And Sissy Spacek, too.

–Gene Lantz

I’m still on KNON radio’s “Workers Beat” 89.3 FM in Dallas at 9 Central Time every Saturday morning. If you are curious about what I really think, check out my personal web site

We are living in a time of great contradiction.

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The more we learn, the stranger is our political world.

People have never been so enlightened. Knowledge, long ago, was accessible to only a privileged few. Most human beings, lacking any real understanding, were guided by dark superstitions and easily herded about by those in power.

We’ve only had public education in America for 150 years or so. Printed words for 600 years, telegraph for maybe 200, radios for 150, movies for 120, TV for 75, and the internet for about 40. It gets harder and harder to herd people around when they are figuring things out for themselves. That’s a tremendous and growing contradiction.

People of my generation can remember when segregation ruled. We can remember that people laughed when Desi spanked Lucy on the world’s most popular TV program. We can remember poll taxes, white primaries, and English-only ballots. We remember when little children were spanked for speaking Spanish. We may have a long way to go, but we have come a long way, too!

If one thinks of human enlightenment as human progress, one sees a continuum of gains that has never completely stopped and is not likely to ever stop. Remember the apelike creatures in the movie “2001?” They huddled in the darkness while predators roamed around them. Then they began to learn. We are learning still, but at an accelerating pace.

The other side of the contradiction is that we are still being herded around by the people in power. They pretend that their arguments are “equal” or “the other side,” but they aren’t. They aren’t “alternative facts,” they are just lies.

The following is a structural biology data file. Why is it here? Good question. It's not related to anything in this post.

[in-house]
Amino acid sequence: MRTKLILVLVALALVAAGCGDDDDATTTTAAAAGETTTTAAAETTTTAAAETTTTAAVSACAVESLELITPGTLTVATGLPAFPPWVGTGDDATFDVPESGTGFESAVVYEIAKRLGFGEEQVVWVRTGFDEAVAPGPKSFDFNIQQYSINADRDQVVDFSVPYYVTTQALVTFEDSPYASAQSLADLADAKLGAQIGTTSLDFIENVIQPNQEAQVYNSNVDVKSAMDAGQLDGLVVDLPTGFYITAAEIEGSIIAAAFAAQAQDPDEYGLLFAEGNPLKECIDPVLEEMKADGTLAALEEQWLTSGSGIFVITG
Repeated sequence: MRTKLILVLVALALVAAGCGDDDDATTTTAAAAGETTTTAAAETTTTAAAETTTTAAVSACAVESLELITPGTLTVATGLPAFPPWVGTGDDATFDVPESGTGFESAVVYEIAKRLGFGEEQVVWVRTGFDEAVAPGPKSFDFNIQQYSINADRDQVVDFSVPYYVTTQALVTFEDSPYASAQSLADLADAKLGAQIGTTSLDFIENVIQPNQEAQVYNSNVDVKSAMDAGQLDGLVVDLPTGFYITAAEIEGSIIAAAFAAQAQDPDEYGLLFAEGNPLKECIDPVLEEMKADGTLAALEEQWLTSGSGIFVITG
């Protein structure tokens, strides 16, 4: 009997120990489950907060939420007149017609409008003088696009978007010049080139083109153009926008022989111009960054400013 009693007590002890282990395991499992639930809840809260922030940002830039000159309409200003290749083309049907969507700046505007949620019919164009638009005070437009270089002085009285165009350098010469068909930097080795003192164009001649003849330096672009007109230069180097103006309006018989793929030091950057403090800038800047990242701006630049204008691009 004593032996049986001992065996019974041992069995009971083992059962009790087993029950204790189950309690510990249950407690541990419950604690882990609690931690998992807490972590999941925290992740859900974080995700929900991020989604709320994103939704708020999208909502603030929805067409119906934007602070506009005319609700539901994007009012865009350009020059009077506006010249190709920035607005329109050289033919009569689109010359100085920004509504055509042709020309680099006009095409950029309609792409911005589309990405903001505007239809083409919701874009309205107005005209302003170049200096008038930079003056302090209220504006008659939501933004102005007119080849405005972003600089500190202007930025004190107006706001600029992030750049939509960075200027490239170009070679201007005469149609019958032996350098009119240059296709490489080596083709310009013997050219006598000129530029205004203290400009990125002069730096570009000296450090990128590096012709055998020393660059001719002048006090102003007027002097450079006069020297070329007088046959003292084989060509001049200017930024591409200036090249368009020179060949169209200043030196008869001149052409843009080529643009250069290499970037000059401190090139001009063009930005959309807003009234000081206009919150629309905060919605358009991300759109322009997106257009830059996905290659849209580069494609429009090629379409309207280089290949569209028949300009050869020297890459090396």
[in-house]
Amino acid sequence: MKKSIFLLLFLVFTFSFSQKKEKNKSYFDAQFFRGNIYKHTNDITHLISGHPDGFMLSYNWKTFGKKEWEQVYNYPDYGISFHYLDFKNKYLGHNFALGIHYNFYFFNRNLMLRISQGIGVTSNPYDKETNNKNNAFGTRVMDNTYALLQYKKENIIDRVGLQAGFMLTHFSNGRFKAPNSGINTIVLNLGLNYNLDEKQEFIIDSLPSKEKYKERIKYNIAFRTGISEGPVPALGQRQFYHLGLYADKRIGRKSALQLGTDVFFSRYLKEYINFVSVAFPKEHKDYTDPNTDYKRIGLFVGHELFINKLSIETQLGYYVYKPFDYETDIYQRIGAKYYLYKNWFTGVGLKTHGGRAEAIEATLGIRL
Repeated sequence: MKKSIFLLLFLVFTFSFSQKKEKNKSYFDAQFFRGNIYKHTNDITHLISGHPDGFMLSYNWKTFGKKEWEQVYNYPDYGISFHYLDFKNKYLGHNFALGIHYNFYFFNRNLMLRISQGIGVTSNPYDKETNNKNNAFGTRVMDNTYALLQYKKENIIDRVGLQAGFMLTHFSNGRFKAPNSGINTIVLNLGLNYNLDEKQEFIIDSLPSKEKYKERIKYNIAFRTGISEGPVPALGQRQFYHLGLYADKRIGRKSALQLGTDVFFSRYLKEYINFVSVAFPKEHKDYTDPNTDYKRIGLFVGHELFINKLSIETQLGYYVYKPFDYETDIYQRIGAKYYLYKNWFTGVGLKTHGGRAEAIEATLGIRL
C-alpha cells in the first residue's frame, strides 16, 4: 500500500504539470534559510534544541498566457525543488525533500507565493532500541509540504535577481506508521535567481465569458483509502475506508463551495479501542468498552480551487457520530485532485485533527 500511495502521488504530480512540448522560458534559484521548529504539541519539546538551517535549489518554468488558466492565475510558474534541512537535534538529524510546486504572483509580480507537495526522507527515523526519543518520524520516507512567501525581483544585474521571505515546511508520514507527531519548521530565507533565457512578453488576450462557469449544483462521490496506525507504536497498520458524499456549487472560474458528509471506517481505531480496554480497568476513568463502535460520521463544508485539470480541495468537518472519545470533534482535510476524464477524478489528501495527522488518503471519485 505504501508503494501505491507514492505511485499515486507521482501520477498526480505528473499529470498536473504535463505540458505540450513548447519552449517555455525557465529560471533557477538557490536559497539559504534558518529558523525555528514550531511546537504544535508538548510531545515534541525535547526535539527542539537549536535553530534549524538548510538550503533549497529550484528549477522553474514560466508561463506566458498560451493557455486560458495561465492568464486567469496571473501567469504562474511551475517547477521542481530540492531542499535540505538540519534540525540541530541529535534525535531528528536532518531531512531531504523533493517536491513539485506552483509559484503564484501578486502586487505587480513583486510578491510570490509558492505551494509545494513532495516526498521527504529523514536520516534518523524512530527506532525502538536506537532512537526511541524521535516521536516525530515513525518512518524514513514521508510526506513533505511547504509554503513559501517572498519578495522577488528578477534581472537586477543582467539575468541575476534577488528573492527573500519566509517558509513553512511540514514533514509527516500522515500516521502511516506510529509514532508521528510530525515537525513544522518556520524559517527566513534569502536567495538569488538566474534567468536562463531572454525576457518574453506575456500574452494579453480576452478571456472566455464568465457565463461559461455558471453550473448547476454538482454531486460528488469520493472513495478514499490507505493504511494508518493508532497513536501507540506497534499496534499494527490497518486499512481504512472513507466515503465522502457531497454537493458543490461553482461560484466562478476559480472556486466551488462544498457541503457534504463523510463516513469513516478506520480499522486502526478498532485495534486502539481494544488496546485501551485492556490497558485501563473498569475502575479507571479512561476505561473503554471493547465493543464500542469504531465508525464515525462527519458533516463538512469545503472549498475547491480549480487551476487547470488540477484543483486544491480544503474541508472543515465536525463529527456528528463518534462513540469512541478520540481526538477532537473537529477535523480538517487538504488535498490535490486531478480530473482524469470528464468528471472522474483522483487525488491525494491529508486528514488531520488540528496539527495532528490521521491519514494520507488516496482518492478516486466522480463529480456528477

Their rulers’ methods of superstition, divisiveness, chauvinism, and general backwardness are less and less effective. Something will have to give eventually, and it has to be them.

–Gene Lantz

I’m on KNON radio’s “Workers Beat” program on 89.3FM in Dallas at 9 AM Central Time every Saturday. If you are curious about what I really think, check our my personal web site

 

Movie Review:

“The Hate U Give,” Directed by George Tillman Jr, 129 Minutes

It’s a young adult movie made from a young adult novel. I am not at all sure how African American moviegoers will view it, but it’s a great introductory course on Black Lives Matter for the rest of us.

As you can figure out from the trailer, the story is about how teenagers are affected when a white police officer shoots an unarmed young Black man. It’s an unfortunately familiar problem. The film’s treatment is pretty strong, even though some might say it isn’t strong enough, and it covers many aspects of racism today. That makes it really worthwhile.

Luckily, it’s also a very fine movie. The screenplay is tight, the pacing is about right, the cinematography and the music jell together well, and the actors are simply wonderful. No matter what anybody thinks of the movie, I doubt they will be able to resist the unfathomable charm of the young star played by Amandla Stenberg.